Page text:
By Sarah Plummer
Two members of the West Virginia Board of Education are still in shock over Thursday’s 5-2 vote to fire state Superintendent Jorea Marple, but both Jenny Phillips and Priscilla Haden are raising questions about the legality of the action.
Both members announced their resignation after the meeting and by Friday were raising questions about the reasoning behind her dismissal.
“I was completely and entirely surprised,” said Phillips, who has served on the board since 2005. “Her termination was not on the agenda. It had never been discussed, and then all of a sudden to bring up that she was to be fired was absolutely astounding.”
Haden, who has served on the board since 2003, explained, “I am upset with the lack of transparency in this process and I think some of it is perhaps illegal. I really believe the public needs to know what happens and that has not been the case.”
Haden explained that neither a discussion or mention of an action regarding Marple’s contract was on the meeting agenda.
She said the board went into executive session to discuss a personnel issue with a specific named individual, something not unusual for the board to do.
The board discussed the issue, but then Haden was shocked when Marple was asked to leave the room.
Returning to public session, the board then voted on Marple’s dismissal.
In an Open Meetings Advisory Opinion, the ethics committee stated that there was no provision in the Open Meetings Act that required particular items discussed in an executive session to be delineated in agendas.
Making a board decision on an item that was not listed on the agenda, however, is typically not allowed.
While only the court system can decide if a governing body has violated the Open Meetings Act, the West Virginia Ethics Commission, pursuant to its past opinions, ruled that an agenda cannot be amended during the course of the meeting unless it is in an emergency situation, said Theresa Kirk, executive director of the commission.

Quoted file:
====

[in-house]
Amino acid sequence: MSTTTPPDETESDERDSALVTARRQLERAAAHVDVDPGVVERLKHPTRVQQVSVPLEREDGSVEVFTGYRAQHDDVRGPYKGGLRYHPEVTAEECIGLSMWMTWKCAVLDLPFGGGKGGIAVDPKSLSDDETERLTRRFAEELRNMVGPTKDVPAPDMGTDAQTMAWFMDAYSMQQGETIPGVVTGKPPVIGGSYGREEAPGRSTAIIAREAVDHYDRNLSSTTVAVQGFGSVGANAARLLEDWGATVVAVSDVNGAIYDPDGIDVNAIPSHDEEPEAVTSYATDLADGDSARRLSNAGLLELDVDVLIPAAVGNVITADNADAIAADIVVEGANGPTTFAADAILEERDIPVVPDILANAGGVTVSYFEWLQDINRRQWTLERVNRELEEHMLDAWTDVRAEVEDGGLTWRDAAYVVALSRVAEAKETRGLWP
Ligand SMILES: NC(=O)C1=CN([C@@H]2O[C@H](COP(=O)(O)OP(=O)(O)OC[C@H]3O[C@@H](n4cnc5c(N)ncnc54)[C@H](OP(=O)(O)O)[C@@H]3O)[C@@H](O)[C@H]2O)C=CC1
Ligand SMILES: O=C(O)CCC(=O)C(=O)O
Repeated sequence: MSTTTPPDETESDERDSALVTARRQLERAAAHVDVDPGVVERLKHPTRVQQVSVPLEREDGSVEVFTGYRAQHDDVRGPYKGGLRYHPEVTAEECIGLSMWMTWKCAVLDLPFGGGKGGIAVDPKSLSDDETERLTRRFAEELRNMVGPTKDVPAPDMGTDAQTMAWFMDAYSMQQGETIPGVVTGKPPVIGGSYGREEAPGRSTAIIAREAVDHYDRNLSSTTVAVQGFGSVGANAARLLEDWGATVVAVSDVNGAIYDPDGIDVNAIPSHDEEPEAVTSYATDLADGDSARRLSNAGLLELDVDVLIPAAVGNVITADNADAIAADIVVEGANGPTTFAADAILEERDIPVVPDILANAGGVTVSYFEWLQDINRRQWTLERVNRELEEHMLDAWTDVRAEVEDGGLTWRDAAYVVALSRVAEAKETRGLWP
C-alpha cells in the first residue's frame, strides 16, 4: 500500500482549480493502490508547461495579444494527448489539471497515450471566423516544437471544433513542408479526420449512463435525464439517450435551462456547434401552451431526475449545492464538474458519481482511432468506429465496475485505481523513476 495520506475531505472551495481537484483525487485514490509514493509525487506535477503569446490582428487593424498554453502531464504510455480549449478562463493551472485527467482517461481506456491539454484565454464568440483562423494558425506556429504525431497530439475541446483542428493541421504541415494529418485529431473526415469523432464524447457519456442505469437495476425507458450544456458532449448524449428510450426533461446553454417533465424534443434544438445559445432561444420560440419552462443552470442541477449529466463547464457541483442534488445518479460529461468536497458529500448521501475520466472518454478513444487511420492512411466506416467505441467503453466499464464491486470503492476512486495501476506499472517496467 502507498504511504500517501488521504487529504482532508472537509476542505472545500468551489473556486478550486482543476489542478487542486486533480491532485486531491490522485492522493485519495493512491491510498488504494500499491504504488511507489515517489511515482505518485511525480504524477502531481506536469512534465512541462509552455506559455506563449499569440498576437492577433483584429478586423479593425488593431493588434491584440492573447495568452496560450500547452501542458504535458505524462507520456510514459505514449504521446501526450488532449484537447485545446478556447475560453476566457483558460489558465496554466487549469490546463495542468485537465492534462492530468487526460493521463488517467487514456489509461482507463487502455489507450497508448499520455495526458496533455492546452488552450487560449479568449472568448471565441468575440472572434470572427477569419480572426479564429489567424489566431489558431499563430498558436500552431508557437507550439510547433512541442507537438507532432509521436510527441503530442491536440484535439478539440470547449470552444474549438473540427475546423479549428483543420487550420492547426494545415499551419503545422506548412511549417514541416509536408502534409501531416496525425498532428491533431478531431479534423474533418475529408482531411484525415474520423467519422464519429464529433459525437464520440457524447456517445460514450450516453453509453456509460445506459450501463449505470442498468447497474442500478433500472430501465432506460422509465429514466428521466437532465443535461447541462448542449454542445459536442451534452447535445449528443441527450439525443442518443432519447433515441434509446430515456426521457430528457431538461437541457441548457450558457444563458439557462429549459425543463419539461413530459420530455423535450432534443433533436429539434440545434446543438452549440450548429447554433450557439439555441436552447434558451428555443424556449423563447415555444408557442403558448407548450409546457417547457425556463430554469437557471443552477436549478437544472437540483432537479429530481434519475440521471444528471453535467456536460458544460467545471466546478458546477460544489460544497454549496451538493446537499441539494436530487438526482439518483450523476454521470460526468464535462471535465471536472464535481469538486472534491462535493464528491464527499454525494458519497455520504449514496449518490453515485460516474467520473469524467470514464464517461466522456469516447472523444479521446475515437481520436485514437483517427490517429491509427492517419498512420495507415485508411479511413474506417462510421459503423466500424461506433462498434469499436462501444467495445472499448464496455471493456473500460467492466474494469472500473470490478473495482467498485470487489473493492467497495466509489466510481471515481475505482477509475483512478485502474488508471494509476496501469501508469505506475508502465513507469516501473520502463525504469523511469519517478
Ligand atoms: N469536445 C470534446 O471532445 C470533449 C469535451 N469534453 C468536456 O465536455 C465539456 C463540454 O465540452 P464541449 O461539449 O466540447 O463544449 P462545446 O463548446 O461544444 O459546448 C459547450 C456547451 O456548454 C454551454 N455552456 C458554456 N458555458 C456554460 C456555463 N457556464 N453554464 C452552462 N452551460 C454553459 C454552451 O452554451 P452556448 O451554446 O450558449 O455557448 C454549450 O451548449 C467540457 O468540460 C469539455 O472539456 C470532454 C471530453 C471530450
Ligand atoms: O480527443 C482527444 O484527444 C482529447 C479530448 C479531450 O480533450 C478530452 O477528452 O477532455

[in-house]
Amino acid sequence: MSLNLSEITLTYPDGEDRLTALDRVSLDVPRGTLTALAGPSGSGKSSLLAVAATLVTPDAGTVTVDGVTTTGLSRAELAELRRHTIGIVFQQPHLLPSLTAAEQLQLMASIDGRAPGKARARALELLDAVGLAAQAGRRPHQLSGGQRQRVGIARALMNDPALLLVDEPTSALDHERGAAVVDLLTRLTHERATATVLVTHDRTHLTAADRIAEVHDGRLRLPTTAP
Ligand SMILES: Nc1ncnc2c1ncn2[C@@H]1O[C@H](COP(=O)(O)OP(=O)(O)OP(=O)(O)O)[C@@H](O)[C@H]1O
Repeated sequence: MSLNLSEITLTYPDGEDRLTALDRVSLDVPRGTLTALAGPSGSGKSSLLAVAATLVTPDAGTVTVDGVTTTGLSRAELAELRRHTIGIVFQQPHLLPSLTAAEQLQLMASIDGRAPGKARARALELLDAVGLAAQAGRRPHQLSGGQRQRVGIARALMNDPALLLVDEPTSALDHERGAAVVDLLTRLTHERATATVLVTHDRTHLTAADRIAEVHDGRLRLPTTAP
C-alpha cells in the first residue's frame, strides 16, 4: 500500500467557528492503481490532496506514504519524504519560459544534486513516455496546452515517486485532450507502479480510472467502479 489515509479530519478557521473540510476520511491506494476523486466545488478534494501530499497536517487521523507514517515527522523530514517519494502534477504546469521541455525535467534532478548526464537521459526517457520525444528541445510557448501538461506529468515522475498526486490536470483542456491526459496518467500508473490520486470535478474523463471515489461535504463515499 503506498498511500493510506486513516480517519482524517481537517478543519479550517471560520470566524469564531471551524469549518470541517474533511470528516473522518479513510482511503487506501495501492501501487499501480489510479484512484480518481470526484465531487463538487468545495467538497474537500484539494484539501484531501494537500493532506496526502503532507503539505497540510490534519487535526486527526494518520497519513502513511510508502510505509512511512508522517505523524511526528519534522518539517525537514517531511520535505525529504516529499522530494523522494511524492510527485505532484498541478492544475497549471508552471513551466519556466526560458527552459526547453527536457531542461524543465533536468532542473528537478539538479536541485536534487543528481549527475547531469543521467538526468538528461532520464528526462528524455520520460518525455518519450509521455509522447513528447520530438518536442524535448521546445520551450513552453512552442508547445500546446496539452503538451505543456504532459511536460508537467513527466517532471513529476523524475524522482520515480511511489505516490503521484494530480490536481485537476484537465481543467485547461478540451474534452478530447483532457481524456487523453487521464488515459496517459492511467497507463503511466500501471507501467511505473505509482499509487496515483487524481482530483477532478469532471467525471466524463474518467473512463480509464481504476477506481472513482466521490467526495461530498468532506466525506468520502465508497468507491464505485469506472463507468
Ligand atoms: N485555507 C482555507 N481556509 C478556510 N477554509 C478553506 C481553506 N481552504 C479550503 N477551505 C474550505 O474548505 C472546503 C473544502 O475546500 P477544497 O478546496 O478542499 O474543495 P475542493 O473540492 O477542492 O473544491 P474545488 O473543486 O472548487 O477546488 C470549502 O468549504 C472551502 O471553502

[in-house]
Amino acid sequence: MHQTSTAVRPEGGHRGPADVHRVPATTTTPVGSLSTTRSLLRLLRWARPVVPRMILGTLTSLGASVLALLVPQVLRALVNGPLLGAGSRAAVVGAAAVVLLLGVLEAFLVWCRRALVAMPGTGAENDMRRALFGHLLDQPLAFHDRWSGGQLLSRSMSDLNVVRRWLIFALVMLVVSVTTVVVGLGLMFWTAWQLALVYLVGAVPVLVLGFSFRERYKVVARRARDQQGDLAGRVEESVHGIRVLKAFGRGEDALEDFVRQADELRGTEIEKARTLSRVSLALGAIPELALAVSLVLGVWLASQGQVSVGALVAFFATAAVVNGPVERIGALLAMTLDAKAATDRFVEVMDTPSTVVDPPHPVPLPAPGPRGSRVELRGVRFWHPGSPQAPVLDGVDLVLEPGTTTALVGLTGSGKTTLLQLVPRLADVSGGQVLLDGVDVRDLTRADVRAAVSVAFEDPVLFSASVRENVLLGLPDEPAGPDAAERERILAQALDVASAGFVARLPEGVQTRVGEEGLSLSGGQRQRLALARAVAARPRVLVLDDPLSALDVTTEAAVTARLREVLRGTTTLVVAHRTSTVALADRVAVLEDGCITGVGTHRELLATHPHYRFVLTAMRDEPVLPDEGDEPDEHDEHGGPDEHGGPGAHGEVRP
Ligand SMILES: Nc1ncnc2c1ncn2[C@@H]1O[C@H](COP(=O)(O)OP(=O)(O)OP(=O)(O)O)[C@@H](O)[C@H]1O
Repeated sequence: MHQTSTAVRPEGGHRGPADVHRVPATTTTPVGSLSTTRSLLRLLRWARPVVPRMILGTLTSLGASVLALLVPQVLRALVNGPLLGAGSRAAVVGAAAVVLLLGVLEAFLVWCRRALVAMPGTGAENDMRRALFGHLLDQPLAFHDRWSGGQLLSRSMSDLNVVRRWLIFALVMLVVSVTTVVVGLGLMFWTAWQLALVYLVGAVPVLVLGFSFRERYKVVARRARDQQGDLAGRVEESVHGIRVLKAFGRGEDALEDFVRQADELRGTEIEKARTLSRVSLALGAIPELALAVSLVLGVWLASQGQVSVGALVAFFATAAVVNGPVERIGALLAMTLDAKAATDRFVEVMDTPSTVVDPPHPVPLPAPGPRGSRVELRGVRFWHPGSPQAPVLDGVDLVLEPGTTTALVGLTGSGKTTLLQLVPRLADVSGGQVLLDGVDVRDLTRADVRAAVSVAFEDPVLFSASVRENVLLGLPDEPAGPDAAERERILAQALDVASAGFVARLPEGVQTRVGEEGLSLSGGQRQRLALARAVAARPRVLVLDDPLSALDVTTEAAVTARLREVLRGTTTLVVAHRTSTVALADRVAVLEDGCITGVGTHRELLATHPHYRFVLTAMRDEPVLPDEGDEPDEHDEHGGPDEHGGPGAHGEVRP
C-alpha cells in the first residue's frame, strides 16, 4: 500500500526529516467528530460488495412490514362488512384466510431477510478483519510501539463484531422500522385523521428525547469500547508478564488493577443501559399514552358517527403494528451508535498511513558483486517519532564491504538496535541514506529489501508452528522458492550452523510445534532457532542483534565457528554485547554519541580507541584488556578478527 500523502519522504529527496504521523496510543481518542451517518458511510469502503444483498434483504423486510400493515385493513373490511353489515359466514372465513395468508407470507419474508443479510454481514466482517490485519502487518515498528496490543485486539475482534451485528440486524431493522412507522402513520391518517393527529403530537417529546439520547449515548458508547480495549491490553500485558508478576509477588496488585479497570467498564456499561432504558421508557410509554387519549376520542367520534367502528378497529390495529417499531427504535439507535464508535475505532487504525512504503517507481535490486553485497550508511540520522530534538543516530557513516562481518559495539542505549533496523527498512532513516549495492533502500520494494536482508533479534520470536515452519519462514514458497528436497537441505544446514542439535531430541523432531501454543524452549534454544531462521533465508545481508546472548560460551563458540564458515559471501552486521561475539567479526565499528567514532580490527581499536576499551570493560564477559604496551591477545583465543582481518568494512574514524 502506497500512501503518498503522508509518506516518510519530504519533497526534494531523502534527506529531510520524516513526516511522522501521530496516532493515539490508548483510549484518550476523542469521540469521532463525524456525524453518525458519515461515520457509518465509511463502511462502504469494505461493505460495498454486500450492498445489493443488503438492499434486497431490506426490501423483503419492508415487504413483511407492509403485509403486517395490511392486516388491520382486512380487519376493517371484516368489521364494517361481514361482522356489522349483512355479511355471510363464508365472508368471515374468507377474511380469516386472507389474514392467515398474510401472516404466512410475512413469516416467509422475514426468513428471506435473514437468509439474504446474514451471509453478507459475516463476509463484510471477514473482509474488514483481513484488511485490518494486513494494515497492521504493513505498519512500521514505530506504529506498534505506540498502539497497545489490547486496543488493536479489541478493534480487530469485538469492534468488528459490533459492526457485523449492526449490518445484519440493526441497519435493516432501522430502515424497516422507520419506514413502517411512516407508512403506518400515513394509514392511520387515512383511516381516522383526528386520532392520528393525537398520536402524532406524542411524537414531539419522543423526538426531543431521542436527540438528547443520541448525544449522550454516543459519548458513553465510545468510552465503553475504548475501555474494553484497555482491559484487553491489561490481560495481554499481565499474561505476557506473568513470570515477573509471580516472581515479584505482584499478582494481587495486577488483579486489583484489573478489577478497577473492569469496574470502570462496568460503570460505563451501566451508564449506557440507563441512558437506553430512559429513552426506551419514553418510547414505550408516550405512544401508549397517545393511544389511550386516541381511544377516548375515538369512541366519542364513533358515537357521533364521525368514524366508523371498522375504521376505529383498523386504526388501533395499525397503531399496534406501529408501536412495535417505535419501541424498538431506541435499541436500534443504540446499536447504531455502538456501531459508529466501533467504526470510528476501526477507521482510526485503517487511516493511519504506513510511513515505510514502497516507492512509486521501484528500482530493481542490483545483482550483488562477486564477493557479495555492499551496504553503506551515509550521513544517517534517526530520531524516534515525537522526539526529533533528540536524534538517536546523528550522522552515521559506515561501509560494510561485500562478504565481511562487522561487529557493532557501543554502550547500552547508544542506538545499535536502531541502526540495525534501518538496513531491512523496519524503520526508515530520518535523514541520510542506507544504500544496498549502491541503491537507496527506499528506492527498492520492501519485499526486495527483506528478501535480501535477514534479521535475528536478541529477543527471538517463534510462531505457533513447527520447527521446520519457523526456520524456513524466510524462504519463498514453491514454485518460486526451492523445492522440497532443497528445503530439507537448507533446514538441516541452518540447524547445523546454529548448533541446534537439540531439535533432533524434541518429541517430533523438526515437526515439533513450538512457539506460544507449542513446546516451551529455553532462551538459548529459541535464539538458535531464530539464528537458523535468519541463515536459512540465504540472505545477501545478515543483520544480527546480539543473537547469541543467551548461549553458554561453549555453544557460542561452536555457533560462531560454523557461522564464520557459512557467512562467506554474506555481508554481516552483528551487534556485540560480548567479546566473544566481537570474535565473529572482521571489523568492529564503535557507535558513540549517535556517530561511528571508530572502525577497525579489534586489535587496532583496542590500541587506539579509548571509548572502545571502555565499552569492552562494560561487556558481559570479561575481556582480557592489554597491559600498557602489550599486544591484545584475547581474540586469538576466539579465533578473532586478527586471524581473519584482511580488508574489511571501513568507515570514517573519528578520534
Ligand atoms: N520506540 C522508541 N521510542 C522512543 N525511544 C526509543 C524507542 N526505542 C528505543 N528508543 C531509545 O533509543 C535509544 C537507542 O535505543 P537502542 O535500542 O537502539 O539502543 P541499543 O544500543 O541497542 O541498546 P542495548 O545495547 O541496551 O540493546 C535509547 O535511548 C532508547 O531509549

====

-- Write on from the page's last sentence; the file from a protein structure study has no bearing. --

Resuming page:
In addition, Open Meetings Advisory Opinion No. 2009-4 explained “emergencies are determined on a case by case basis. The Committee encourages all governing bodies to contact the Ethics Commission immediately to determine if a situation presented constitutes a true emergency under the (Open Meetings) Act.”
Under the law emergencies are defined as an “unexpected situation or sudden occurrence of a serious nature, such as an event that threatens public health and safety.”
Phillips and Haden both expressed concern that Board of Education President L. Wade Linger Jr. announced that he would recommend James Phares, Randolph County superintendent, to fill the vacancy at a special meeting this Wednesday.
“I would hope there would be a search and an application process. I don’t think it is fair for one person to choose the superintendent of West Virginia’s schools,” said Haden. “There is no doubt in my mind that the board will vote to approve Dr. Phares, and I am upset with how this process has taken place.”
Likewise, Phillips commented, “I can’t believe that with a position as important as this one, that there would not be a posting and an application process. So now we are just going to hand it off to a county superintendent without looking beyond our borders or anywhere else within the state.”
Phillips stressed that she suspects this decision was developed because of a relationship between Phares and at least one member of the board.
She also noted that Phares was previously the superintendent of Marion County where Linger is a resident.
Board Vice President Gayle Manchin also taught in Marion County schools where her husband, Sen. Joe Manchin, is a native.
Both board members, whose resignations will be effective Dec. 31, stressed their pleasure with Marple’s work.
“It is the children of West Virginia that have lost a dynamic superintendent, a real visionary,” Phillips said.
Haden explained that she first worked with Marple in Kanawha County. Marple was then county superintendent.
“She was excellent then and I was delighted when she was chosen for the state position. What she has accomplished in a short amount of time is truly amazing,” she said.
Haden explained that the board evaluated Marple in June and there had been no negative comments regarding her work. Maple was awarded a $2,000 raise at that time.
The board member highlighted many of Marple’s accomplishments including her stance on student health and wellness, the implementation of the Universal Free Meals in many counties, the implementation of the core standards, developing pilot programs for teacher evaluations based on student growth over test scores, and supporting the state’s career and technical education’s drive to cater to West Virginia’s workforce demands.
“She is a strong advocate of the arts and she is respected by the superintendents, teachers and school personnel across the state,” added Haden. “When I travel across the state, I am often stopped and told how pleased people are with her. I have never heard any objection to the quality of her work.”
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